Showing posts from February, 2011

Memories of Taiwan: Third eye blind

The sun has set behind the Kaohsiung skyline as our bus rattles along in the congested rush-hour traffic. I lie back against the head-rest, feeling the vibration on my scalp through the velour, and try to doze. Every now and again a jolt throws me back into the real world and I see flashes: flashes of the faux wood-panelled interior of our vehicle, the slumped, silent silhouettes of my fellow Chen Pan Ling practitioners, chaos passing in every direction, the smoky-red stain on the horizon and the neon glow of the pea-soup sky. We’re travelling from the Fo Guang Shan monastery into the city centre for our respective appointments with blind masseurs/masseuses. “Go on!” James had said to me in 2009. “Do it. You’ll feel like a new man.” But for whatever reason I declined – a decision I’d come to regret deeply. In fact, the moment I saw them arriving at the Kingship Hotel (each on the back of a scooter) and being escorted in through the foyer to the elevator (aided by the directions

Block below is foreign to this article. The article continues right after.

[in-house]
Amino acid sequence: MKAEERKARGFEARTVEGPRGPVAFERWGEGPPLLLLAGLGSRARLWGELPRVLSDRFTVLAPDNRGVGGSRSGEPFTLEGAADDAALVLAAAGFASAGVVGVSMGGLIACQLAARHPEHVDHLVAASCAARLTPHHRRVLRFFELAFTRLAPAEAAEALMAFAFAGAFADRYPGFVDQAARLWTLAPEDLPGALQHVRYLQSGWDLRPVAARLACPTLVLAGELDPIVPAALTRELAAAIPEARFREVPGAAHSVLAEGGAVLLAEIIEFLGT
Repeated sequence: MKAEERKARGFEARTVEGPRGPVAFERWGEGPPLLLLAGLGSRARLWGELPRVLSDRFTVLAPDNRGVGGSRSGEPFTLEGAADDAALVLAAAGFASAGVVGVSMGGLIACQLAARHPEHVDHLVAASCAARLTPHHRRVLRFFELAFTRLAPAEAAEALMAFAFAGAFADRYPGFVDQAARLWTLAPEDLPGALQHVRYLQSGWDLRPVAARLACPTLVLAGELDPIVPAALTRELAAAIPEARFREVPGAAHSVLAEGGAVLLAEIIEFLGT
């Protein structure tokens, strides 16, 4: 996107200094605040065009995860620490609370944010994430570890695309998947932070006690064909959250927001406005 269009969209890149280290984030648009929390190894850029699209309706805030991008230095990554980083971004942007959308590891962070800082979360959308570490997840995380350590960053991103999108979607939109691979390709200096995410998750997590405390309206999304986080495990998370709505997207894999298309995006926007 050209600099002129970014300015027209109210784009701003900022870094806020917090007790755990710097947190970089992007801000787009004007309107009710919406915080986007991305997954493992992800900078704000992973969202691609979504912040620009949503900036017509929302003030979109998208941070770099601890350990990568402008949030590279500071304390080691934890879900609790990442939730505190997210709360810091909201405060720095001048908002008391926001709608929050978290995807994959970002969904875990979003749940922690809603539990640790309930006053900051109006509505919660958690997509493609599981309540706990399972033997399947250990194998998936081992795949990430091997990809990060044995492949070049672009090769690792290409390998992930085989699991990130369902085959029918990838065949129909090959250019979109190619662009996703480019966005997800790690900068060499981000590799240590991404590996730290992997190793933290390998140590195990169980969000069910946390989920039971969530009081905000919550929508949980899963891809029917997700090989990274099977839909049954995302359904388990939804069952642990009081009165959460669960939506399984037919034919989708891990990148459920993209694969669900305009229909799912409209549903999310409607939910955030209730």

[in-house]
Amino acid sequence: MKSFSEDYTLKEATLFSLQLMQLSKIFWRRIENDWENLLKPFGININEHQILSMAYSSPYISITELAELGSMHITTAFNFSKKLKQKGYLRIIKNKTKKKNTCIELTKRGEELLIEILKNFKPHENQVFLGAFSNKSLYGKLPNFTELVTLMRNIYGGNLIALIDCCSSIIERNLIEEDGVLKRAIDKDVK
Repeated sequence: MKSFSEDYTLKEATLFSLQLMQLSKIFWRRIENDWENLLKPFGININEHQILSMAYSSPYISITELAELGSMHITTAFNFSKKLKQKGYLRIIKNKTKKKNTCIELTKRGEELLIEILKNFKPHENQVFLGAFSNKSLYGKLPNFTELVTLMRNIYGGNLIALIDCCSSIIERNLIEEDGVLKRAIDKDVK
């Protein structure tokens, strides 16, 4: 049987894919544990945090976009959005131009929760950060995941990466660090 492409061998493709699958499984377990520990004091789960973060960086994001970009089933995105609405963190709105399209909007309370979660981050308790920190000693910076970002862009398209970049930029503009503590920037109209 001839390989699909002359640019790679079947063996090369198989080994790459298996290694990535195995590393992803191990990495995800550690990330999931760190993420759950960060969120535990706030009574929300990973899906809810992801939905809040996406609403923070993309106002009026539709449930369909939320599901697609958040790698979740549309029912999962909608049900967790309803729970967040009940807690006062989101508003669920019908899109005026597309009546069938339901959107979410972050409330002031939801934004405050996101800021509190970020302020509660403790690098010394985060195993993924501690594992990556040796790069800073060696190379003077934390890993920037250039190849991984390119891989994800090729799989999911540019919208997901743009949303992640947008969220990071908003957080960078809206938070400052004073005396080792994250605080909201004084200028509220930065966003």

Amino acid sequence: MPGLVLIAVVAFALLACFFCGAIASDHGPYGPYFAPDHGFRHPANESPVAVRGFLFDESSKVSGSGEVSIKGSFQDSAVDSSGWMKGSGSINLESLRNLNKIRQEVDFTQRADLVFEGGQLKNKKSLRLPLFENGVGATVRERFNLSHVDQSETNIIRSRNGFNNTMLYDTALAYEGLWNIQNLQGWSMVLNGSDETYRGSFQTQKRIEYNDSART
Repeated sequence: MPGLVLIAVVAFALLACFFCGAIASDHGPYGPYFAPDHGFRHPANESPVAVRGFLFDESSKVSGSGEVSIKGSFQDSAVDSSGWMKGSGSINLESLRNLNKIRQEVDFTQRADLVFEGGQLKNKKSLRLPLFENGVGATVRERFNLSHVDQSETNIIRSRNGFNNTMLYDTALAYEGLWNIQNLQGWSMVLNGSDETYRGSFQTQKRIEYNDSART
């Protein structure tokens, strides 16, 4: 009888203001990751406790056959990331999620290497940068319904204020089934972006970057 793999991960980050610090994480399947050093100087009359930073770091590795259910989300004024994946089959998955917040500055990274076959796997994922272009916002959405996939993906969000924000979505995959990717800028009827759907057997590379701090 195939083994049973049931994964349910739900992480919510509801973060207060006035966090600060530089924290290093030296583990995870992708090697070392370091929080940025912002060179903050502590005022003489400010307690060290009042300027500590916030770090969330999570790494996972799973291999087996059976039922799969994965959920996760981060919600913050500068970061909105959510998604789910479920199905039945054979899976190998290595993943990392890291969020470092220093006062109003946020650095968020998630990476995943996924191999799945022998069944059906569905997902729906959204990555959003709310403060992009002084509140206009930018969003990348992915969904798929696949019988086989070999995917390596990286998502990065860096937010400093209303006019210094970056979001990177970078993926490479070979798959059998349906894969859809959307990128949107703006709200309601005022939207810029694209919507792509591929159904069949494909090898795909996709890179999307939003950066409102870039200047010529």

Memories of Taiwan: Synchronicity

It’s almost midnight and I’m limping in the blue shadows of the monastery grounds finally deserted by the maelstrom of day-time activity. I'm limping because I’m alone and no longer inclined to hide the pain in my lower back – pain that stabs like a thick syringe-needle with every step and the slightest knee lift. It is an injury I sustained in my very first training, and which scans will later reveal to be a prolapsed disc in the lumbar spine. Here’s a tip: don’t travel for almost 36 hours, then attempt long xing (dragon form of xingyi) without a sufficient warm-up. What am I doing? Oddly enough, I am searching. I’ve arranged with my photographer friend Lucia to take photos at the following dawn for the cover of my book “ Essential Jo ”. I’ve carted my gi and hakama all the way from Australia for just this purpose. I have come completely prepared – except that I have no jo (4 foot staff). You’d think that a Buddhist monastery built on a bamboo-forested mountain would have